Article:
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What's Working

Run to Daylight
Care Manager Navigates Complex Care System

  What's Working - Fall 2011 - Run to Daylight
 

Care manager Nancy Helms (left) advises Michelle Caradine, a participant in the Colorado Regional Integrated Care Collaborative.

By Rebecca Jones
Photography by Barry Staver

Michelle Caradine had struggled with multiple health problems for years, but her teeth were causing her the most distress in the fall of 2009. She needed extensive dental work, including a number of extractions.

Medicaid was willing to pay for the extractions but not for the dentures that would replace the pulled teeth. The Littleton woman, 54 and unemployed, had no idea where to turn or what to do.

But Nancy Helms knew. Helms is a care manager at Colorado Access, a nonprofit health plan that provides access to physical and behavioral health care for needy Coloradans. When Caradine became part of a pilot program to provide high-intensity care management to a select group of high-cost Medicaid recipients, Helms was assigned to her.

In general, 20 percent of the population runs up 80 percent of the nation's medical bills. That's true for Medicaid recipients as well. The people assigned to the pilot program, called the Colorado Regional Integrated Care Collaborative (CRICC), had an average of nearly six clinical conditions apiece, had seen multiple doctors and had been prescribed multiple medications. They were likely to run up medical bills more than three times as high as the average Medicaid recipient. Yet half of them didn't have a primary care provider. Four years ago, CRICC set out to determine if intensive health guidance and low-cost preventive and maintenance care could stave off future medical problems and expenses.

For Caradine, Helms approached a foundation that provides dental assistance for those in need. It agreed to cover most of the costs for Caradine's dental surgery and dentures. With her dental needs finally met, many of Caradine's other health issues also improved.

"Nancy got the ball rolling," says Caradine. "Once she got it rolling, she never stopped. She came to my house on a couple of occasions to get the paperwork done, to make sure all the t's were crossed and i's were dotted. If it weren't for Nancy, I don't think I ever would have gotten my dentures."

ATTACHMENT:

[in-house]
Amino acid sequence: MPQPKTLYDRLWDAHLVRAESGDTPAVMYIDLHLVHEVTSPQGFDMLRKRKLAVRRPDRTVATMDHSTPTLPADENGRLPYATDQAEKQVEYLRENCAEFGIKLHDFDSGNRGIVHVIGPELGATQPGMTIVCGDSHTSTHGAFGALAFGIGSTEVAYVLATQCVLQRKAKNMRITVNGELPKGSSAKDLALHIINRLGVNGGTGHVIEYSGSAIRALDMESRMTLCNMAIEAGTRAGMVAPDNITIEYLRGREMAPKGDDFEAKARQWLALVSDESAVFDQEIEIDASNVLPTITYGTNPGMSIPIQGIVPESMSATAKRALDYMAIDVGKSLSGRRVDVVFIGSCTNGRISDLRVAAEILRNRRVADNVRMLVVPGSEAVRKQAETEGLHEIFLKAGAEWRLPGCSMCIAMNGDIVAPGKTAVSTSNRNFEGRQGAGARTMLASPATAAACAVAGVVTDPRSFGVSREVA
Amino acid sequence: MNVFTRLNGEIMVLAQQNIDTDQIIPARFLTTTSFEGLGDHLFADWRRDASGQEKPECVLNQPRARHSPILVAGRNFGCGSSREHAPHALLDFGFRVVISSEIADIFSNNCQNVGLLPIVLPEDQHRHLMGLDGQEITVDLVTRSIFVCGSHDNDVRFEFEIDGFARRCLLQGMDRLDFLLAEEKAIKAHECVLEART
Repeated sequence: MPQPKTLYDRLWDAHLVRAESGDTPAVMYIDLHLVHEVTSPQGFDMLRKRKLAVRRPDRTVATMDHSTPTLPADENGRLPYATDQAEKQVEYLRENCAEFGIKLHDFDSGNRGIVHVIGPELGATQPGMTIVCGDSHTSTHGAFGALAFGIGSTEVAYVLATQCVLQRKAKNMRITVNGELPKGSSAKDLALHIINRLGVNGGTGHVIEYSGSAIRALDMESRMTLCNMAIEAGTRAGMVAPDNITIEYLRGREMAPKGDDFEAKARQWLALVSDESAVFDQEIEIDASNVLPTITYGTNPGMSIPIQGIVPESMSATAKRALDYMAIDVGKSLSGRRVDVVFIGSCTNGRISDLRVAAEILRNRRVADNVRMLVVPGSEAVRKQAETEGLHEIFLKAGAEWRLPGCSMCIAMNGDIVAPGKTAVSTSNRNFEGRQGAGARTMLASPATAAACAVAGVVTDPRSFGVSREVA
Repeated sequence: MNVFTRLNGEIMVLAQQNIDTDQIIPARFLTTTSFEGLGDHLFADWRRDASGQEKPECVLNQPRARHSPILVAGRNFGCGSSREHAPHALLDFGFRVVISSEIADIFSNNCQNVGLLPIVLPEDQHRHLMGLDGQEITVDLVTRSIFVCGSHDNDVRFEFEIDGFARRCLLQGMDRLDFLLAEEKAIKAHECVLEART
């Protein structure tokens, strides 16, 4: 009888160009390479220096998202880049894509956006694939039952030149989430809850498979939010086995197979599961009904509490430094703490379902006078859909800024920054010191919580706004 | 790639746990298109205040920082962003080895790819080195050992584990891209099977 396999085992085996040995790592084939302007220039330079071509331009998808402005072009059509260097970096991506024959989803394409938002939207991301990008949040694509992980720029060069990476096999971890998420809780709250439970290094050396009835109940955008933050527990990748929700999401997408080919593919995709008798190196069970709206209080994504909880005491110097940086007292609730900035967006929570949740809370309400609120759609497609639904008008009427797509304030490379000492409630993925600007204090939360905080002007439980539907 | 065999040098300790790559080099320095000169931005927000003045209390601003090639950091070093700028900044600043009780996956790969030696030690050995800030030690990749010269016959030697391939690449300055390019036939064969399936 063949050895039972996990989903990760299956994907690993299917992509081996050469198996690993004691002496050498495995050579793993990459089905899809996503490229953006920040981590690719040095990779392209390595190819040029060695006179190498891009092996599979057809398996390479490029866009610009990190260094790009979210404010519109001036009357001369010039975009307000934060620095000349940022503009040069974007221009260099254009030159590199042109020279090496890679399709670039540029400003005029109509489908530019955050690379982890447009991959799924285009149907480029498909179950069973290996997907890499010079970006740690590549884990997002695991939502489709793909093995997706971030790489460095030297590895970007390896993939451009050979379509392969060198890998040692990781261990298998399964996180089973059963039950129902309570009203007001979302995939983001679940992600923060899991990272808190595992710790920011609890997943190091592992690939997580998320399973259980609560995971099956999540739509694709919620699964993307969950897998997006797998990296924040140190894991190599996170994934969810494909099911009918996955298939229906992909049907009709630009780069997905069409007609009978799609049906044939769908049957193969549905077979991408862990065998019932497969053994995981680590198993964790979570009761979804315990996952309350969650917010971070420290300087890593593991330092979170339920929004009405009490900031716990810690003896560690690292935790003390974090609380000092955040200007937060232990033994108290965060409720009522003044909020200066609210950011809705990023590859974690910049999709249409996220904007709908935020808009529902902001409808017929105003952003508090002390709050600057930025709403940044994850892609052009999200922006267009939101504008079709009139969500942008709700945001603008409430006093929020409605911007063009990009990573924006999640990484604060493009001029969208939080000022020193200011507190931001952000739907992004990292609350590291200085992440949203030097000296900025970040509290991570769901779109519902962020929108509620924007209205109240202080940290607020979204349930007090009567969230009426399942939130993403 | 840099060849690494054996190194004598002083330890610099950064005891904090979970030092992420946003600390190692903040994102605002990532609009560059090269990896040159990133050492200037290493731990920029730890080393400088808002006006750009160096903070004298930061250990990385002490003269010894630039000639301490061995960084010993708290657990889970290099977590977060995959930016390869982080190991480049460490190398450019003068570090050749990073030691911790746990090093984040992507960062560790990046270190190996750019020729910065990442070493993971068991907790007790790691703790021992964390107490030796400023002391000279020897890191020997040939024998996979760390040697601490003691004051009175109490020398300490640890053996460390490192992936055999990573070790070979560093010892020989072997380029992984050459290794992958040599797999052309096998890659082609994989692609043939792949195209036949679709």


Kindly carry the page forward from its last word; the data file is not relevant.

CRICC's final evaluation won't be available for another year, says Gretchen McGinnis, vice president of Public Policy and Performance Improvement for Colorado Access. But preliminary figures indicate significant increases in the number of Medicaid recipients who saw primary care providers, and decreases in the number winding up in the emergency room.

"We didn't see a huge decrease in costs," McGinnis says. "But there was a leveling of costs, and that's significant in a population that normally has ever-escalating costs."

The key to CRICC's success has been developing trusting relationships between clients and their care managers.

"We use a technique called 'motivational interviewing,'" McGinnis says. "We come at it from the perspective that these folks have an enormous set of challenges in their life, and what we think is most important may be way down on their list. We meet them where they are. If we create a helpful relationship, we become their first call when they have a question or are concerned about something."

Care managers frequently sit in when their clients visit their health care providers, documenting what happens and helping them to better understand what they need to do to get and stay healthy.

CRICC has since morphed into a new entity, the state- run Accountable Care Collaborative program, which will cover a broader population of people who receive Medicaid. Colorado Access will continue to provide care for Medicaid enrollees in three regions in Colorado. Other organizations will provide care management in the state's four other regions.

The program is evolving, McGinnis says. She hopes it will be given enough time to produce real results. "One criticism we have of the CRICC program is that the kind of reductions and change in health care utilization patterns for this population really is a long-term activity."

In Camden, N.J., for example, a program to provide similar services for people with histories of multiple health conditions and hospitalizations has seen dramatic results over the course of several years. For just 36 "super-users" of health care enrolled in the program, costs dropped 56 percent and hospital and emergency-room visits fell 40 percent.